A scoter, a kingfisher and other game, in a park landscape with classical buildings beyond signed 'J. Weenix. f 1711' (lower right) oil on canvas 42 1/2 x 37 in. (107.9 x 94 cm.)
Artist or Maker
Jan Weenix (Amsterdam 1642-1719)
with Demotte, Paris.
THE PROPERTY OF A LADY OF TITLE (LOT 40)
Pupil of his father, Jan-Baptist Weenix (1621-1660/1), the artist's early activity was in the 1660s and 70s was largely concerned with the production of Italianate landscapes and harbour scenes in a style reminiscent both of his father and Nicolaes Berchem.
After about 1680, however, Jan abandoned these subjects in favour of flower pieces and the hunting still lifes for which he is best known. Along with his cousin, Melchior d'Hondecoeter, who painted similar hunting still lifes, their pictures became highly prized in the last decades of the seventeenth century. By the outset of the eighteenth century the genre had become increasingly popular for stately decorations. From circa 1702 to 1714, Weenix served as court painter to the Elector Palatine Johann Wilhelm von der Pfalz of Düsseldorf, for whom, between 1712 and 1714, he painted twelve large hunting scenes designed as wall panels for the Elector's lodge, Schloss Bensberg, near Cologne (Munich, Bayerische Staatsgemäldesammlungen). Although Weenix regularly travelled to Dusseldorf to make plans for his decorations and supervise the installation of his work, he continued to reside in Amsterdam, where he died.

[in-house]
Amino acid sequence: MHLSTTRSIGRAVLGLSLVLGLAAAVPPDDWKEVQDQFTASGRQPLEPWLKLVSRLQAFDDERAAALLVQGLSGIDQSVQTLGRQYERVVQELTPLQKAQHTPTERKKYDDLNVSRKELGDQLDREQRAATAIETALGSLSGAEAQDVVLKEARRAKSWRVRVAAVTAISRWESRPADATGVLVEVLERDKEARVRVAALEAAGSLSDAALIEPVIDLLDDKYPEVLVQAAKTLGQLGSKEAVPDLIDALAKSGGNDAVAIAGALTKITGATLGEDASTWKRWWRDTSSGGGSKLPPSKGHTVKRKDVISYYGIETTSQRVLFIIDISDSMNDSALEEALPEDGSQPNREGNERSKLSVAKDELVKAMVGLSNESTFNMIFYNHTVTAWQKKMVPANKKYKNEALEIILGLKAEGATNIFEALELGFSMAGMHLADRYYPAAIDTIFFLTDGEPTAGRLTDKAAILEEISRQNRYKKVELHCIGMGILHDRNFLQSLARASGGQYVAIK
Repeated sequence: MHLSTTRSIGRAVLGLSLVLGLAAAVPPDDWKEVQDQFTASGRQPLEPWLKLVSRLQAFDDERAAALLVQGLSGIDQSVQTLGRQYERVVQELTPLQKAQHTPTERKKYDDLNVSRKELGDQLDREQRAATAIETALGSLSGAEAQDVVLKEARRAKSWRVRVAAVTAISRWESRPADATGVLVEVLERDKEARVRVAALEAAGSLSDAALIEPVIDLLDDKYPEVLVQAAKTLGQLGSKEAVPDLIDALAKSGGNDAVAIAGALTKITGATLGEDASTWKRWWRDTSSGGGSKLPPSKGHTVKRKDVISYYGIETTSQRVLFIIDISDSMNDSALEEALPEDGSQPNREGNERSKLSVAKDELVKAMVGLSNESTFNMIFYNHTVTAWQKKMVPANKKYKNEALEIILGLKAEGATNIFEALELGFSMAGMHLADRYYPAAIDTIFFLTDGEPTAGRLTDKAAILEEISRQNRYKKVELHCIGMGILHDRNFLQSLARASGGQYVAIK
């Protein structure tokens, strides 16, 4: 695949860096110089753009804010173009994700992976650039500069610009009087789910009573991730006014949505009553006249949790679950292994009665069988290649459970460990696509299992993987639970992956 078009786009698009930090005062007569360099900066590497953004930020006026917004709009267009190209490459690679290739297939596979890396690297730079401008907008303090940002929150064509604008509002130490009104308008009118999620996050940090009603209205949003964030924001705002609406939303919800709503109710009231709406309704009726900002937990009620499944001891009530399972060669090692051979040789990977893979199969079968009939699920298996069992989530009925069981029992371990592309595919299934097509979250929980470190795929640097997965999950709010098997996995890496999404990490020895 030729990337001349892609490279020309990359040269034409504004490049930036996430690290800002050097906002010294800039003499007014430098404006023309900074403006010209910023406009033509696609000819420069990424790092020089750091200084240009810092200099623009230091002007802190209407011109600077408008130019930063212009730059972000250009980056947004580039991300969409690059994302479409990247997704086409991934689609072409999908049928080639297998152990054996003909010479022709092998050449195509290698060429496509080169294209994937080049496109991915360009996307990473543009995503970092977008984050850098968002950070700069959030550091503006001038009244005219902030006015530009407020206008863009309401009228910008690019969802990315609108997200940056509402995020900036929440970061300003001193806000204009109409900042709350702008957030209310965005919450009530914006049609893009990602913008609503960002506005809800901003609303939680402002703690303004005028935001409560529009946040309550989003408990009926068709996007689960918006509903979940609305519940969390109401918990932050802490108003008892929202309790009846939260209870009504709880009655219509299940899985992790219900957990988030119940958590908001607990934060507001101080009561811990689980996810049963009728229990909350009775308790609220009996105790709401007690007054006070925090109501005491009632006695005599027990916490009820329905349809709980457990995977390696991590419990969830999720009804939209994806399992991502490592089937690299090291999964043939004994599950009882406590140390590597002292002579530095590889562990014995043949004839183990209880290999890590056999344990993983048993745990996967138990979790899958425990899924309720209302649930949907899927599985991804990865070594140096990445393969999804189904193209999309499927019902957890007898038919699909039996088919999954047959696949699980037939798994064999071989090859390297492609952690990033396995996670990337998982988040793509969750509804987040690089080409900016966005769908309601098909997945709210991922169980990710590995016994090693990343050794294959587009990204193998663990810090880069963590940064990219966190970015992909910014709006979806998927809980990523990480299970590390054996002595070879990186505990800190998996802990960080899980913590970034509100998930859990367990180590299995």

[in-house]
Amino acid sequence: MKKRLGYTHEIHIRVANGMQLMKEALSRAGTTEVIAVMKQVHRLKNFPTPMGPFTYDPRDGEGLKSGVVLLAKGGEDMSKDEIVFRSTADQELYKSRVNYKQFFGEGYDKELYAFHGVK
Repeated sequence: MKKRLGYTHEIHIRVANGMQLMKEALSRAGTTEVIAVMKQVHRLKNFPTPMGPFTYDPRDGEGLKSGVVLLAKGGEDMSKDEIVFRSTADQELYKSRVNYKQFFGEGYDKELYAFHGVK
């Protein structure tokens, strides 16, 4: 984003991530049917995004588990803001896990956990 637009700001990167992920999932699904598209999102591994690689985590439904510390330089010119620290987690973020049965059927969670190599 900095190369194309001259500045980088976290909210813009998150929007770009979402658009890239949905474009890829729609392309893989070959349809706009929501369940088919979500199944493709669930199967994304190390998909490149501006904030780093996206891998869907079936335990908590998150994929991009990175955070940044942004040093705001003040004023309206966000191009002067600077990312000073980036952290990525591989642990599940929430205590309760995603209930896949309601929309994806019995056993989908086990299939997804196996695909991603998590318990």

The present picture is a notable example of the artist's fully mature style painted in Amsterdam the year before work began on the Bensberg series. It appears to be his only extant dated work from 1711.
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